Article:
ACOG Committee Opinion
Number 313, September 2005
(Reaffirmed 2012)


Committee on Gynecologic Practice

This document reflects emerging clinical and scientific advances as of the date issued and is subject to change. The information should not be construed as dictating an exclusive course of treatment or procedure to be followed.

The Committee wishes to thank the ACOG Preconception Care Work Group co-chairs, Michele G. Curtis, MD, and Paula J. Adams Hillard, MD, and members, Hani K. Atrash, MD, MPH; Alfred Brann Jr, MD; Siobhan M. Dolan, MD, MPH; Ann Lang Dunlop, MD; Ann Weathersby, CNM, MSN; and Gerald Zelinger, MD, for their assistance in the development of this opinion.


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The Importance of Preconception Care in the Continuum of Women's Health Care

ABSTRACT: The goal of preconception care is to reduce the risk of adverse health effects for the woman, fetus, or neonate by optimizing the woman's health and knowledge before planning and conceiving a pregnancy. Because reproductive capacity spans almost four decades for most women, optimizing women's health before and between pregnancies is an ongoing process that requires access to and the full participation of all segments of the health care system.

Although most pregnancies result in good maternal and fetal outcomes, some pregnancies may result in adverse health effects for the woman, fetus, or neonate. Although some of these outcomes cannot be prevented, optimizing a woman's health and knowledge before planning and conceiving a pregnancy—also referred to as preconception care or prepregnancy care—may eliminate or reduce the risk. For example, initiation of folic acid supplementation at least 1 month before pregnancy reduces the incidence of neural tube defects such as spina bifida and anencephaly (1–3). Similarly, adequate glucose control in a woman with diabetes before conception and throughout pregnancy can decrease maternal morbidity, spontaneous abortion, fetal malformation, fetal macrosomia, intrauterine fetal death, and neonatal morbidity (4).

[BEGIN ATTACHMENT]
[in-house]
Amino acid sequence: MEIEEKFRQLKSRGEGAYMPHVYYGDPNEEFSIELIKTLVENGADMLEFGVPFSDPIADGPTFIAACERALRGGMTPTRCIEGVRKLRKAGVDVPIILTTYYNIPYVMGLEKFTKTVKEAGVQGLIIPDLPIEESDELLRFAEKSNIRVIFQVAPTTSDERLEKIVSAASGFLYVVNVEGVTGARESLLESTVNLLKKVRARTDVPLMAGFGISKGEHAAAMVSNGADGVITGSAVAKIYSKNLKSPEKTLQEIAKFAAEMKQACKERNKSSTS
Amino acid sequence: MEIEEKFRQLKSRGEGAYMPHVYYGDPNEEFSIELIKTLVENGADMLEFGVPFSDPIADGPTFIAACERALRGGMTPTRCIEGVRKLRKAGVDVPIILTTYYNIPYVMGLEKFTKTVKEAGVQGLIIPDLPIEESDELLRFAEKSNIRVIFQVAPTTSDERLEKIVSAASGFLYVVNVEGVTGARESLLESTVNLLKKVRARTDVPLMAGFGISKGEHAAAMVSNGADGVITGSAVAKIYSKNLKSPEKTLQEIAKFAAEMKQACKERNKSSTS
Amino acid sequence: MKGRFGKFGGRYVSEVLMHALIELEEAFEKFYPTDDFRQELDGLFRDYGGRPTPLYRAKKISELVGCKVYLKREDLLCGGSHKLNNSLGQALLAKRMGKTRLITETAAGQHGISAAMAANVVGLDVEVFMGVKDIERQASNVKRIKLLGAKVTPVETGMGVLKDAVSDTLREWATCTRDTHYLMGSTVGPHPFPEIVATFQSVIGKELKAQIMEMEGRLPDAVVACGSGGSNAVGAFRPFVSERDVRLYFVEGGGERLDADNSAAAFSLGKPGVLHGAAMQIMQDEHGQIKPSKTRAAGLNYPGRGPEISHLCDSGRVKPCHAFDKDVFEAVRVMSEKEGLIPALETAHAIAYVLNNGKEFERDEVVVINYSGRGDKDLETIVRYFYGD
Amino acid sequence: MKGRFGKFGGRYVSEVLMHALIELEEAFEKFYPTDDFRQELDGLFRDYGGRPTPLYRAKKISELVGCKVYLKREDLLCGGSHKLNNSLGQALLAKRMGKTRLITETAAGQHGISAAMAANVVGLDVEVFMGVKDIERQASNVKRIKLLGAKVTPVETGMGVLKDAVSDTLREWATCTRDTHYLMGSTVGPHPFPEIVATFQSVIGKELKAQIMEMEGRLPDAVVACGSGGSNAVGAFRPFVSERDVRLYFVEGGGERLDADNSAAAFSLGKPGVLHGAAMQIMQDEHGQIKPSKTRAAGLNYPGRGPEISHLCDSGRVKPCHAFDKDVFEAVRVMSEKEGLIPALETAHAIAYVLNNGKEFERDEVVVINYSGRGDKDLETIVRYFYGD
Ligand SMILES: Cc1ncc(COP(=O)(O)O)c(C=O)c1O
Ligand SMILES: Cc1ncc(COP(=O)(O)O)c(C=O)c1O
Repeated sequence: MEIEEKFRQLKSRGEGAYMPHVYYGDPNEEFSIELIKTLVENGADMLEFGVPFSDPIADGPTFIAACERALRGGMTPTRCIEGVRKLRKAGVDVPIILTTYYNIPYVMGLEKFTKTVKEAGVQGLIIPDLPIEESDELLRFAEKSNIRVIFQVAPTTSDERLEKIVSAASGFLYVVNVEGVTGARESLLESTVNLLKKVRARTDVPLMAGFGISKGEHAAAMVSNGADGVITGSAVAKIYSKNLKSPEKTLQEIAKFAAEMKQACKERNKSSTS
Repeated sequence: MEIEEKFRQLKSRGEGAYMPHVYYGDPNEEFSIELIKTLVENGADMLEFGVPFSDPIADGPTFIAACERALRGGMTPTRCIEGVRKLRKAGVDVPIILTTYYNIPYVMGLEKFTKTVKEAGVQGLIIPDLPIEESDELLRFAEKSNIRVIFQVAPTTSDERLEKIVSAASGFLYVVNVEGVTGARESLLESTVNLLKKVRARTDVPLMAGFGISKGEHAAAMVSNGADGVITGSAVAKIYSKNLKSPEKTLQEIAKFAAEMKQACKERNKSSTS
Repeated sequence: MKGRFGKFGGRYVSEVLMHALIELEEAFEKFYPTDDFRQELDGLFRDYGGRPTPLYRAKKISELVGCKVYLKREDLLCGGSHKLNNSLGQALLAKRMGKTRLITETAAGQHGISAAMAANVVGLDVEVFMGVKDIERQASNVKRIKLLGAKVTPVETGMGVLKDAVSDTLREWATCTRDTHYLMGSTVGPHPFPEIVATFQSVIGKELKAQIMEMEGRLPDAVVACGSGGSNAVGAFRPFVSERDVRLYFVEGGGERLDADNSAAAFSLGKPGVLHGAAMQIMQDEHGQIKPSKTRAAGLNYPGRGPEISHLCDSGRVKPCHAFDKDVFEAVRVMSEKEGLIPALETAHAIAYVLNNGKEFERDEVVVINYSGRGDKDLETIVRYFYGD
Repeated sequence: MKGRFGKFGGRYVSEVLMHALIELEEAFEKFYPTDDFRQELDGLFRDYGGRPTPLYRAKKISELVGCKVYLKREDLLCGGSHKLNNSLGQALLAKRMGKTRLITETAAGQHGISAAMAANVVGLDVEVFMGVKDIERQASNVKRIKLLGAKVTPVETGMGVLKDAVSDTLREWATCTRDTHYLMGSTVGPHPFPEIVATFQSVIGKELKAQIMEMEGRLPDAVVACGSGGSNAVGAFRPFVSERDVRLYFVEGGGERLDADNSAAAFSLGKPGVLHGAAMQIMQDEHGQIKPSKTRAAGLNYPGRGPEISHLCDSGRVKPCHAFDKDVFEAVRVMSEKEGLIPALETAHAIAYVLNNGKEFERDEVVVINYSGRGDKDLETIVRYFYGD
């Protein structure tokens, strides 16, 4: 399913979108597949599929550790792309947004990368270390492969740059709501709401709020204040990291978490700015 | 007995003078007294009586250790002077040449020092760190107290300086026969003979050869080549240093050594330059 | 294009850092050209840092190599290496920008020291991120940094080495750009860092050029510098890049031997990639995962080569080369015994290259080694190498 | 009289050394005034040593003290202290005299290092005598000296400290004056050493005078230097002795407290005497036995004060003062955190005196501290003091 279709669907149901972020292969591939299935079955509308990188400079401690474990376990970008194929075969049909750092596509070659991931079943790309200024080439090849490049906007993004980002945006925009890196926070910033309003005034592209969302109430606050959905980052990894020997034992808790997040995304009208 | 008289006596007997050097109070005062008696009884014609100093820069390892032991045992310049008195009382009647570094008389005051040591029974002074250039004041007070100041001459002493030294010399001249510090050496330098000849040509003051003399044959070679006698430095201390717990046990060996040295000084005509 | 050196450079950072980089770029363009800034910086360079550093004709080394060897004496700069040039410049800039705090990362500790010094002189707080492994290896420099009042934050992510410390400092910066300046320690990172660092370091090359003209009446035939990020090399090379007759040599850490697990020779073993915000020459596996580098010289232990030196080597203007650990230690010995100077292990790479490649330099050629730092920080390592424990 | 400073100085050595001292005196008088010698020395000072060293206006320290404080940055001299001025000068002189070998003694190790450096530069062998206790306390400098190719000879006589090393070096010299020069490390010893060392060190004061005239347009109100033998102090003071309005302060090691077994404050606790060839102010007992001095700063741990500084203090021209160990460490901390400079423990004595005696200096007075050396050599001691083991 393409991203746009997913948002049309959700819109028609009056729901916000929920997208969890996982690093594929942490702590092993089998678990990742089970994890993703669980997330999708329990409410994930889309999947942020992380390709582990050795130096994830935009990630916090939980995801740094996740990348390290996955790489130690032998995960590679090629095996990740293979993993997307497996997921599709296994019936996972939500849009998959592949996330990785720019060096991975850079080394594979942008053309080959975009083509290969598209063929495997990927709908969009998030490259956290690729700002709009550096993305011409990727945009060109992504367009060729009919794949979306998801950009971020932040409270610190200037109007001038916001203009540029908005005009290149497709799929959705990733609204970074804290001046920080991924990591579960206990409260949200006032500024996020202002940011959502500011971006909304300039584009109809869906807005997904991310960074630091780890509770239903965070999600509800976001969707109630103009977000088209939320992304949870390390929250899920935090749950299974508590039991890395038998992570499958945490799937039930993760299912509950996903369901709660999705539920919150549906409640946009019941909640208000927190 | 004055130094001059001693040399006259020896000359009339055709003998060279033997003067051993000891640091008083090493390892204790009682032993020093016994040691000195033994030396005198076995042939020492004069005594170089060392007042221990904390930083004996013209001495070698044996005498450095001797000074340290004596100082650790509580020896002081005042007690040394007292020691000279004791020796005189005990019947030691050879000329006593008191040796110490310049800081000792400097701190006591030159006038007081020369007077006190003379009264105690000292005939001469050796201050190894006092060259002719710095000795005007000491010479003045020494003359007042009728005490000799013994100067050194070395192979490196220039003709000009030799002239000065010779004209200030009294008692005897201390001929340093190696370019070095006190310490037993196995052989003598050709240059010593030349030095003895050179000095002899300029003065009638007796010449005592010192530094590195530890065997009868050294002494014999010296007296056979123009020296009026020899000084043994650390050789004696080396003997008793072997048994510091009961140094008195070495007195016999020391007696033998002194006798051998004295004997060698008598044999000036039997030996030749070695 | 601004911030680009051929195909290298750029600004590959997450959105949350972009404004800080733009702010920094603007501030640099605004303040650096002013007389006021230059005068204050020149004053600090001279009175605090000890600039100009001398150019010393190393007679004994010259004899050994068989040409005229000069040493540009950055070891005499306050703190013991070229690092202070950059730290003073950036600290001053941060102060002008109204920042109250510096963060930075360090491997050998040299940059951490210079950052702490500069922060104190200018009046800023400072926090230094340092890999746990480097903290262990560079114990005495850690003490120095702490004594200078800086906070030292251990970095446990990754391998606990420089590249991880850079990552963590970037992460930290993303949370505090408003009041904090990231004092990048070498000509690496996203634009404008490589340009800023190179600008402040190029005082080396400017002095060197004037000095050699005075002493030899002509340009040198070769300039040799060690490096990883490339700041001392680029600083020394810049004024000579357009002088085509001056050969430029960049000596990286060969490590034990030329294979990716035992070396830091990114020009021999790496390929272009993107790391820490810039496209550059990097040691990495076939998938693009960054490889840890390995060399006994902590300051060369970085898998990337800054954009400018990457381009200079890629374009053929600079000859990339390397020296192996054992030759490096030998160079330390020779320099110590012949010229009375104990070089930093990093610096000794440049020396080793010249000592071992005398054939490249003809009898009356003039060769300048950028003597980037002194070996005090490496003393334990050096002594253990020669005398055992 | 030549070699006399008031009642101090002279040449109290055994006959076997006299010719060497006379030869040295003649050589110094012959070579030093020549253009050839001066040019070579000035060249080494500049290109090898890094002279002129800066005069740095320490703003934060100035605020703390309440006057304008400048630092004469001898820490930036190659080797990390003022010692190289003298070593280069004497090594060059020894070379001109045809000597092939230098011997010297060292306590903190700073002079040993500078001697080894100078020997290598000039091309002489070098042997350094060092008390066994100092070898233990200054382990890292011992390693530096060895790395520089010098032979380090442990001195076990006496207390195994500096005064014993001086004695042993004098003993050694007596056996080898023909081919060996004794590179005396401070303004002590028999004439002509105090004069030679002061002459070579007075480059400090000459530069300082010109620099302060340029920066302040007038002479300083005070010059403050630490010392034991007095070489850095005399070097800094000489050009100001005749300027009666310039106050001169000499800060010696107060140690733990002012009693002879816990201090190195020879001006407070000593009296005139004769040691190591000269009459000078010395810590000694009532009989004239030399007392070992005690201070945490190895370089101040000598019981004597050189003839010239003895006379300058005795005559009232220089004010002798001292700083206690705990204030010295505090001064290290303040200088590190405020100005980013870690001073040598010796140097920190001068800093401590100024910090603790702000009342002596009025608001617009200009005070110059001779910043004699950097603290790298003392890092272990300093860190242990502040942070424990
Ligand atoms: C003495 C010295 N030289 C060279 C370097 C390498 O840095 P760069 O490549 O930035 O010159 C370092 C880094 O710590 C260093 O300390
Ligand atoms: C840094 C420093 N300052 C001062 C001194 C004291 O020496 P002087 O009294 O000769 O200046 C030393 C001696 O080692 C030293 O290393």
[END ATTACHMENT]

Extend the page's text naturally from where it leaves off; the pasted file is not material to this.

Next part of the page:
Nearly half of all pregnancies in the United States are unintended (5). Therefore, the challenge of preconception care lies not only in addressing pregnancy planning for women who seek medical care and consultation specifically in anticipation of a planned pregnancy but also in educating and screening all reproductively capable women on an ongoing basis to identify potential maternal and fetal risks and hazards to pregnancy before and between pregnancies.

This Committee Opinion reinforces the importance of preconception care, provides resources for the woman's health care clinician, and proposes that every reproductively capable woman create a reproductive health plan. The specific clinical content of preconception care is outlined elsewhere (6–8).

Several national and international medical organizations and advocacy groups have focused on the optimization of health before conception, resulting in the development of clinical recommendations and educational materials (see Resources). Core preconception care considerations addressed by all include the following factors:

  • Undiagnosed, untreated, or poorly controlled medical conditions
  • Immunization history
  • Medication and radiation exposure in early pregnancy
  • Nutritional issues
  • Family history and genetic risk
  • Tobacco and substance use and other high-risk behaviors
  • Occupational and environmental exposures
  • Social issues
  • Mental health issues

As medical care rapidly advances, the list of issues to consider when planning a pregnancy continues to grow.